One of the things we are asked about from time to time is “what is this crowdfunding thing I keep hearing about?” And of course the related question, “how can I use it to raise money for my business?” As it turns out, there is a lot of misinformation out there about this whole “crowdfunding” phenomenon. We will try to dispel some of the misconceptions surrounding this topic and guide you to what might or might not be realistic for entrepreneurs seeking to use this newfangled financing vehicle (which is actually not that new and can refer to a wide range of related concepts).
All forms of modern crowdfunding (sometimes thought of as a subset of the broader concept of crowdsourcing but sometimes used synonymously) refer to the same general concept: raising money from a relatively large number of people, each in relatively small amounts, that is used to finance a business, project or cause. There are, however, different approaches to crowdfunding, each of which involve different structures and involve different legal concepts. Here are some of the different methodologies that people may be referring to when they talk about “crowdfunding.”
- “Reward-Based” Crowdfunding. Although crowdfunding traces its roots back to concepts like arts patronage, early book publishing and even the financing for the Statue of Liberty, modern crowdfunding most often means “reward-based” fundraising for businesses or creative projects, typically via an online funding portal. This is the sort of fundraising made popular by Kickstarter, Indiegogo, RocketHub and others. By some accounts there are more 500 of these platforms worldwide, with many of them focusing specific activities, from books and music to porn films. These platforms, also called “crowdsourcing” or “token crowdfunding” sites, do not sell equity in the projects being funded and do not allow “investors” to participate financially in the success of the project. Instead, they offer tangible rewards and special experiences in exchange for pledges, such as free product samples, CDs, signed photos and posters, dinner with the company founders, etc. These platforms avoid becoming entangled in existing securities laws because supporters have no expectation of sharing in the profits of the enterprise.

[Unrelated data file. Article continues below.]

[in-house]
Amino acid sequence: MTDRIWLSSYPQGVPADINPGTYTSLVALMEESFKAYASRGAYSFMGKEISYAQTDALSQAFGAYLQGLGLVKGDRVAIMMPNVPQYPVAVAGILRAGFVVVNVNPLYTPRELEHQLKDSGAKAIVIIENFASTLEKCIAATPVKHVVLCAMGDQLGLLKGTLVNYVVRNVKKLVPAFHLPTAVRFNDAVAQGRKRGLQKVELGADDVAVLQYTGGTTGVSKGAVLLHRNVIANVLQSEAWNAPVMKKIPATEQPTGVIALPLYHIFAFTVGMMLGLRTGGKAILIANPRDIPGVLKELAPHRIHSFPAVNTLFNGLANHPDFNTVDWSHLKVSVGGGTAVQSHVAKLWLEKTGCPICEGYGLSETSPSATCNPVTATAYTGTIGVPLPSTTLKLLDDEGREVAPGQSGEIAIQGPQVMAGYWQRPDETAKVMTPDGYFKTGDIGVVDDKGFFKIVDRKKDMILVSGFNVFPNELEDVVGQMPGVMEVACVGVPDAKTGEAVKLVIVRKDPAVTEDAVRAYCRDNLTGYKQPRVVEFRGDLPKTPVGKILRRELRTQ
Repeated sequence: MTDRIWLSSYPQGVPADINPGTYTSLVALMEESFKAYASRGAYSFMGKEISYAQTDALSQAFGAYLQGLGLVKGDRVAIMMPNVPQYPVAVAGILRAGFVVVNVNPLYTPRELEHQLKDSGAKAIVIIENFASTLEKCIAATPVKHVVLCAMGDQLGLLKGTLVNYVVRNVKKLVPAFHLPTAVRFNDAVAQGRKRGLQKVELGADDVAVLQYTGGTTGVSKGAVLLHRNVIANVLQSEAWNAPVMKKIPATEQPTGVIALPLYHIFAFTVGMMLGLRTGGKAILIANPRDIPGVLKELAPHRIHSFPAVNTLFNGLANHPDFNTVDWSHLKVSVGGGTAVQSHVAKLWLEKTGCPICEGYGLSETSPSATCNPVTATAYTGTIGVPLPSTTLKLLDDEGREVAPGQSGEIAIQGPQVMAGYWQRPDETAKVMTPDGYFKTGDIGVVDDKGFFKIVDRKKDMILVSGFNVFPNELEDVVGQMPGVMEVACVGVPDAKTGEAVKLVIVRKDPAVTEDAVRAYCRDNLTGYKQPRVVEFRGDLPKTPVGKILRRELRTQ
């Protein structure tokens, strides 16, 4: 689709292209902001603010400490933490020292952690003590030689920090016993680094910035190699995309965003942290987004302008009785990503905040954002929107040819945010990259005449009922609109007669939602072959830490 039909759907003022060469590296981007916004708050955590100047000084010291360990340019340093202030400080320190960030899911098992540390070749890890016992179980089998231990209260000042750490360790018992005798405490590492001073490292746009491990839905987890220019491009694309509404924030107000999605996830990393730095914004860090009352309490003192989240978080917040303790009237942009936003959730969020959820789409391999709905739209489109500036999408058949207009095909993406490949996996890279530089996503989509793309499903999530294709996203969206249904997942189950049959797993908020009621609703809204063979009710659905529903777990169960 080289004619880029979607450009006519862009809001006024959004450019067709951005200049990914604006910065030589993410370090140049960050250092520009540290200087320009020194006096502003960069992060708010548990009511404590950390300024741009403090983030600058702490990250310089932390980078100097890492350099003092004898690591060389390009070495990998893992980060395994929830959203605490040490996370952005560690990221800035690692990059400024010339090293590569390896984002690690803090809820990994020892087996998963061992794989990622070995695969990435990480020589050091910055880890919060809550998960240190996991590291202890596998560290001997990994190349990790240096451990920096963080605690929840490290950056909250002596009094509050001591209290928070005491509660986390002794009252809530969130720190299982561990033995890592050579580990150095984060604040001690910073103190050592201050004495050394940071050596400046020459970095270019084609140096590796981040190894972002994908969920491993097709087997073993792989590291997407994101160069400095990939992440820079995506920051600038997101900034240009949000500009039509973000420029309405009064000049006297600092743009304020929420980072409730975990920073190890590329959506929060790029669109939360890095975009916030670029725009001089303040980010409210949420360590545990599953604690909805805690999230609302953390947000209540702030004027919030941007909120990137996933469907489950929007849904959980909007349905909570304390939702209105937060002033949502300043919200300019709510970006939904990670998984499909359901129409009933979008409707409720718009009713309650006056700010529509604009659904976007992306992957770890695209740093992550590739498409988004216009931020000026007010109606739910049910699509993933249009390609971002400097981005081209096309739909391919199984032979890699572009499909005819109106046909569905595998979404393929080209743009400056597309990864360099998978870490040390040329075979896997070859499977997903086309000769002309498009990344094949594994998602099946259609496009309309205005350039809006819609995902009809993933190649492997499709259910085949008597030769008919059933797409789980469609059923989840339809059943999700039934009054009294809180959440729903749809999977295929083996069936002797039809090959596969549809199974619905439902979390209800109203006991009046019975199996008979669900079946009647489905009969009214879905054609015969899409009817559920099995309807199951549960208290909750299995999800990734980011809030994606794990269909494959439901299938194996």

- “Donation-Based” Crowdfunding. A variant of this model is “donation-based” crowdfunding, which funds a variety of social causes and charitable activities like disaster relief. Crowdrise is a good example of this sort of model.
- “Regulation D” or “Accredited” Crowdfunding. “Title II” of the JOBS Act, signed by President Obama on April 2012, created a new type of capital raising mechanism by removing the Securities and Exchange Commission’s traditional prohibition on “general solicitation” for offers and sales made under the SEC’s Regulation D, as long as all purchasers of the securities are “accredited investors,” which for individuals means that they meet a net worth or annual income test. The SEC requires companies to “take reasonable steps” to verify that purchasers are accredited investors, using methods such as asking for personal tax returns, which has created a fair amount of backlash in the angel investor community. The final SEC rules were adopted in July 2013 and this type of crowdfunding is now being used in the marketplace. Organizations such as AngelList have adopted this model, while others like CircleUp have opted to stick with traditional Regulation D private placements, eschewing general solicitation.
- “Title III” Crowdfunding. This is the JOBS Act version of equity crowdfunding for unaccredited investors that will, if it is ever implemented by the SEC, allow the use of the internet and social media to raise capital from a large number of people in relatively small amounts. In October, the SEC issued a 585-page release with proposed rules and forms that would implement the details of this sort of crowdfunding. These offerings must be conducted through a registered broker-dealer or a “funding portal” that meets certain conditions. Companies are limited to raising $1 million in any 12 month period, with additional limits on the amounts that individuals can invest depending on their income and net worth. There is also a sliding scale for the level of review (or audit) of the company’s financial statements and a series of filings with the SEC, including a post-offering annual report requirement. This exemption is not available until the SEC adopts final rules and no one can predict when that will occur.
- “Intrastate” Crowdfunding. Unable or unwilling to wait for the protracted SEC rulemaking process to unfold, nearly a dozen states, including Georgia, Alabama, Kansas and Wisconsin, have enacted or proposed new laws—or tweaked existing policies—to make it possible for resident entrepreneurs to secure financing from everyday, i.e., non-accredited, local investors. This type of crowdfunding flies under the federal radar because of the “intrastate offering” exemption from the federal securities laws.
So there you have it. Next time someone asks you about crowdfunding, you’ll be able to ask “which kind?”